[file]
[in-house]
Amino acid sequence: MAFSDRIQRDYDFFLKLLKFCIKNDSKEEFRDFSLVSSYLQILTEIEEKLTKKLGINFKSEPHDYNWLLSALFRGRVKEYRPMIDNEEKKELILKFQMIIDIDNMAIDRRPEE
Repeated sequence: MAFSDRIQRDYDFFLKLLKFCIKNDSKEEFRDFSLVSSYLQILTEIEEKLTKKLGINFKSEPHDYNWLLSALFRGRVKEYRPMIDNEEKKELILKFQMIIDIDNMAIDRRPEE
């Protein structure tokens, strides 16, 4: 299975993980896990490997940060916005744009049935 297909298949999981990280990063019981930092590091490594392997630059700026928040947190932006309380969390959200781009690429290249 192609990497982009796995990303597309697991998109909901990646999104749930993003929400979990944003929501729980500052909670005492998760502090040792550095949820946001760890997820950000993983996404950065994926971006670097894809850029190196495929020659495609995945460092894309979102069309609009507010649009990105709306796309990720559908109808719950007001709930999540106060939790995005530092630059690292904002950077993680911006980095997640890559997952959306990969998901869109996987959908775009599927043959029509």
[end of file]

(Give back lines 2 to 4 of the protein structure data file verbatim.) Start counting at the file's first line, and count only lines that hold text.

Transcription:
Amino acid sequence: MAFSDRIQRDYDFFLKLLKFCIKNDSKEEFRDFSLVSSYLQILTEIEEKLTKKLGINFKSEPHDYNWLLSALFRGRVKEYRPMIDNEEKKELILKFQMIIDIDNMAIDRRPEE
Repeated sequence: MAFSDRIQRDYDFFLKLLKFCIKNDSKEEFRDFSLVSSYLQILTEIEEKLTKKLGINFKSEPHDYNWLLSALFRGRVKEYRPMIDNEEKKELILKFQMIIDIDNMAIDRRPEE
């Protein structure tokens, strides 16, 4: 299975993980896990490997940060916005744009049935 297909298949999981990280990063019981930092590091490594392997630059700026928040947190932006309380969390959200781009690429290249 192609990497982009796995990303597309697991998109909901990646999104749930993003929400979990944003929501729980500052909670005492998760502090040792550095949820946001760890997820950000993983996404950065994926971006670097894809850029190196495929020659495609995945460092894309979102069309609009507010649009990105709306796309990720559908109808719950007001709930999540106060939790995005530092630059690292904002950077993680911006980095997640890559997952959306990969998901869109996987959908775009599927043959029509």